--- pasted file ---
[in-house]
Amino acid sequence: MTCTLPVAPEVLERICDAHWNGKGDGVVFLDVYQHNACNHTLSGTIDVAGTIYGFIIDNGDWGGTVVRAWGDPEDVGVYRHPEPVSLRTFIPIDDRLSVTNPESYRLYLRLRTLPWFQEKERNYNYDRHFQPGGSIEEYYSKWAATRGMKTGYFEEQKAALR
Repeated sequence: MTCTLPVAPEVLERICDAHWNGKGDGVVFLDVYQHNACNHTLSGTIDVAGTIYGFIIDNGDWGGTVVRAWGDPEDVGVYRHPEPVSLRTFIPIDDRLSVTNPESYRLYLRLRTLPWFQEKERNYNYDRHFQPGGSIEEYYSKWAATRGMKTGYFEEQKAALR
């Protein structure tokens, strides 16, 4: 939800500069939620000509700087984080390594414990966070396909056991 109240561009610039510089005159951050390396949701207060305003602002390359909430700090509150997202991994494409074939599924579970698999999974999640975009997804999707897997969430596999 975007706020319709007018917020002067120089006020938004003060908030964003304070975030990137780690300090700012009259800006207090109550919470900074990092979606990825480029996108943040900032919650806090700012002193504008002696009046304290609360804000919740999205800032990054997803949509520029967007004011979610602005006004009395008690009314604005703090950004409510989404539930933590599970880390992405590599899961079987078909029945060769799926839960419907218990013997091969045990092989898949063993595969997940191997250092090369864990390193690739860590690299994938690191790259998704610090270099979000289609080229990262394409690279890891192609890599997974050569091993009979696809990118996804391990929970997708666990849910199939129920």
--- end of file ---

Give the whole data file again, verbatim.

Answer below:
[in-house]
Amino acid sequence: MTCTLPVAPEVLERICDAHWNGKGDGVVFLDVYQHNACNHTLSGTIDVAGTIYGFIIDNGDWGGTVVRAWGDPEDVGVYRHPEPVSLRTFIPIDDRLSVTNPESYRLYLRLRTLPWFQEKERNYNYDRHFQPGGSIEEYYSKWAATRGMKTGYFEEQKAALR
Repeated sequence: MTCTLPVAPEVLERICDAHWNGKGDGVVFLDVYQHNACNHTLSGTIDVAGTIYGFIIDNGDWGGTVVRAWGDPEDVGVYRHPEPVSLRTFIPIDDRLSVTNPESYRLYLRLRTLPWFQEKERNYNYDRHFQPGGSIEEYYSKWAATRGMKTGYFEEQKAALR
């Protein structure tokens, strides 16, 4: 939800500069939620000509700087984080390594414990966070396909056991 109240561009610039510089005159951050390396949701207060305003602002390359909430700090509150997202991994494409074939599924579970698999999974999640975009997804999707897997969430596999 975007706020319709007018917020002067120089006020938004003060908030964003304070975030990137780690300090700012009259800006207090109550919470900074990092979606990825480029996108943040900032919650806090700012002193504008002696009046304290609360804000919740999205800032990054997803949509520029967007004011979610602005006004009395008690009314604005703090950004409510989404539930933590599970880390992405590599899961079987078909029945060769799926839960419907218990013997091969045990092989898949063993595969997940191997250092090369864990390193690739860590690299994938690191790259998704610090270099979000289609080229990262394409690279890891192609890599997974050569091993009979696809990118996804391990929970997708666990849910199939129920």